ChangelingOctober 31, 2008
A grief-stricken mother takes on the LAPD to her own detriment when it stubbornly tries to pass off an obvious impostor as her missing child, while also refusing to give up hope that she will find him one day.
Release Year: 2008
Rating: 7.9/10 (101,998 voted)
Critic's Score: 63/100
Stars: Angelina Jolie, Colm Feore, Amy Ryan
Los Angeles, 1928. A single mother returns from work to find her nine-year-old son gone. She calls the LAPD to initiate a search. Five months later, a boy is found in Illinois who fits the description; he says he's her son. To fanfare and photos, the LAPD reunite mother and son, but she insists he's not her boy. The cops dismiss her as either a liar or hysterical. When she joins a minister in his public criticism of the police, they in turn use government power to silence and intimidate her. Meanwhile, a cop goes to a dilapidated ranch to find a Canadian lad who's without legal status; the youth tells a grisly tale. There's redress for murder; is there redress for abuse of power?
Detective Lester Ybarra
Girl on Tricycle
Rev. Gustav Briegleb
Chief James E. Davis
Man at Diner
To find her son, she did what no one else dared.
Release Date: 31 October 2008
Filming Locations: All Saint's Episcopal Church – 132 N. Euclid Avenue, Pasadena, California, USA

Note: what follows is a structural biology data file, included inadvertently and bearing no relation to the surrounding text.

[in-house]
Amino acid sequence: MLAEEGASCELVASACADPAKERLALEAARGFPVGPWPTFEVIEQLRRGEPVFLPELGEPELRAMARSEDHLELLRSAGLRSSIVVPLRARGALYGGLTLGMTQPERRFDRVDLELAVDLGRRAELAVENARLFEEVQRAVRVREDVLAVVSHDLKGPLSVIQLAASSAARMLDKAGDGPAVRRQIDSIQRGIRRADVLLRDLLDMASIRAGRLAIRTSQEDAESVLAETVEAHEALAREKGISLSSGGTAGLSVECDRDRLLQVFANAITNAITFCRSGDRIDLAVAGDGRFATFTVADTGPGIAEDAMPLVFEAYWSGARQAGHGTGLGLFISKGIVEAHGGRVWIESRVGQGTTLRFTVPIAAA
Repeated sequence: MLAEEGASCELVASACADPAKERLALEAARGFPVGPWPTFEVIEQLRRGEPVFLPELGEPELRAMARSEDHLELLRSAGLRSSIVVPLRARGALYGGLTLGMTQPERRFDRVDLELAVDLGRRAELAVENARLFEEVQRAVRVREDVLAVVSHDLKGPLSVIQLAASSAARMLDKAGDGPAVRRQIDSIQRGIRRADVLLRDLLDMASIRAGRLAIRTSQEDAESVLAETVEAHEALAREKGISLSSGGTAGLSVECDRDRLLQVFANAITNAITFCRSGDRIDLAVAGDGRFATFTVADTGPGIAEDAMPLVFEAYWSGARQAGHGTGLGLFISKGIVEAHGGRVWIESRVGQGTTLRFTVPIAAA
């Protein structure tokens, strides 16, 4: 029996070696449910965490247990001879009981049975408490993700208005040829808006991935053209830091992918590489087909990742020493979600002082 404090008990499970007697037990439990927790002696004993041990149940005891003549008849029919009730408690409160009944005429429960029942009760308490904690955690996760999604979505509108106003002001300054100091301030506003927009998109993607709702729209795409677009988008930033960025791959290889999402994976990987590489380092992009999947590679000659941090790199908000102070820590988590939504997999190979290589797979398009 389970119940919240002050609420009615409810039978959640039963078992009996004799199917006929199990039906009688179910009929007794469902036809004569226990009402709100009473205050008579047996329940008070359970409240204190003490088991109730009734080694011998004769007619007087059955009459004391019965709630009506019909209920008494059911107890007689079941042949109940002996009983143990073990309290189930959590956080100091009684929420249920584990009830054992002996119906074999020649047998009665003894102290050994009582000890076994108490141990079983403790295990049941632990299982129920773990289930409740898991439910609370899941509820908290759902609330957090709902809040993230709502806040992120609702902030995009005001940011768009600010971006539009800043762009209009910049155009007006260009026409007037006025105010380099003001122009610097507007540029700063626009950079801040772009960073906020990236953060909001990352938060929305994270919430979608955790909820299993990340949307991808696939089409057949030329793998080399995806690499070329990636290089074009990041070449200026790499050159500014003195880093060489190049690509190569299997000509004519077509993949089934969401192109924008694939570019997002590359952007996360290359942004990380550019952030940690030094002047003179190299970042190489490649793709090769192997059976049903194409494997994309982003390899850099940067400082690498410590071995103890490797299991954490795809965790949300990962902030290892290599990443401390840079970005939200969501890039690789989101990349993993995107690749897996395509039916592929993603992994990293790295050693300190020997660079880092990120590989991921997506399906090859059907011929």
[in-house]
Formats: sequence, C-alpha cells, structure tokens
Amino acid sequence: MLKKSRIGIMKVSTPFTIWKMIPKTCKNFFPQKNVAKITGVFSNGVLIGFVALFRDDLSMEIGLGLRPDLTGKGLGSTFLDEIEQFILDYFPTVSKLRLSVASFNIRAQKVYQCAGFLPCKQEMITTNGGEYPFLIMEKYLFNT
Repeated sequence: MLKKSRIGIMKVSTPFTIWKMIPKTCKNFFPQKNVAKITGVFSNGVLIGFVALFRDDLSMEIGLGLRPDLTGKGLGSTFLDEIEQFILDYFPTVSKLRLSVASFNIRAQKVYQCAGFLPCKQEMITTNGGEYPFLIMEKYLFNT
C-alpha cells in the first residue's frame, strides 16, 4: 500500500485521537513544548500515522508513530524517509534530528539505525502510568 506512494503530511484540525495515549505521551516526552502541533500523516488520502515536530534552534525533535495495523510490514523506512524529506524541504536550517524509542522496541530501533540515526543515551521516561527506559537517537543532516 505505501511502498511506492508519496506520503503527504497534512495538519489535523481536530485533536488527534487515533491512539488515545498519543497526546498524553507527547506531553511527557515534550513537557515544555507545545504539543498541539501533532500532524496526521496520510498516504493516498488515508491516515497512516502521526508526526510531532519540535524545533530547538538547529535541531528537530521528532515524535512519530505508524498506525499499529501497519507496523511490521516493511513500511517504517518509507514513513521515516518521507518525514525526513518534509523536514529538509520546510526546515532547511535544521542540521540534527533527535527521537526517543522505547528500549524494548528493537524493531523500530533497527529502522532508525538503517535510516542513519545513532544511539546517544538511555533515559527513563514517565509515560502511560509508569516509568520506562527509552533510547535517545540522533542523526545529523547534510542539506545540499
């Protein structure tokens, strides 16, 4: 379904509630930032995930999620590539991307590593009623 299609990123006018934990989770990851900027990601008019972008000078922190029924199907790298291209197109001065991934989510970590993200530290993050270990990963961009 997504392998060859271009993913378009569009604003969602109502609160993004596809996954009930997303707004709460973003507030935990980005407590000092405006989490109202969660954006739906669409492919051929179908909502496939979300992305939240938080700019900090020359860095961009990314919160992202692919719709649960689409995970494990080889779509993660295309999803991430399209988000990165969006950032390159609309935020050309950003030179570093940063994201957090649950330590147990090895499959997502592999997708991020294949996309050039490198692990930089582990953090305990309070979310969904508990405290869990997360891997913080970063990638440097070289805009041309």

Box Office Details
Opening Weekend: $489,015
(26 October 2008)
Did You Know?
The fate of Sanford Clark, the 13-year-old boy who was forced by his uncle, Gordon Northcutt, to participate in some of the Wineville Murders, is not mentioned in the film. After leading the police to the bodies at his uncle's farm, Clark was sentenced to five years at Whittier Boys School in California. A sympathetic L.A. District Attorney, Loyal Kelly, later had Clark's sentence reduced to 23 months after the school reported that Clark showed promising job skills and a genuine desire to reform. Clark returned to Canada, where he served in the Canadian military during World War II, and later worked as a mailman for 28 years. He married, adopted and raised two children, and served local community causes throughout his life. Sanford Clark died in 1991.
Crew or equipment visible:
During Walter's David's and Jeffery's escape, just after Sandford Clark says "They're not in there." and just before Northcott says, "Get into the car!" the camera operator's shadow is visible for a few frames in the left hand corner of the frame just before he pans it to follow Clark as he runs to the car.
Walter, honey. Time to wake up.
Just ten more minutes…
Sorry, sport. You can sleep in tomorrow, that's what Saturdays are for.
Eastwood and Angeline deliver a strong punch
There is nothing more reliable than Eastwood behind the camera, with
his assured touch his films are never boring or deliberately confusing,
hiding technical devices or special effects that detract from the most
important part of movie making: a good screenplay, a good story, good
acting. For the past 10 years, many films have been unduly praised
because they have one or two great performances, unfairly leaving many
good and deserving movies without the recognition they deserved.
Eastwood has however, given us the whole package time after time, with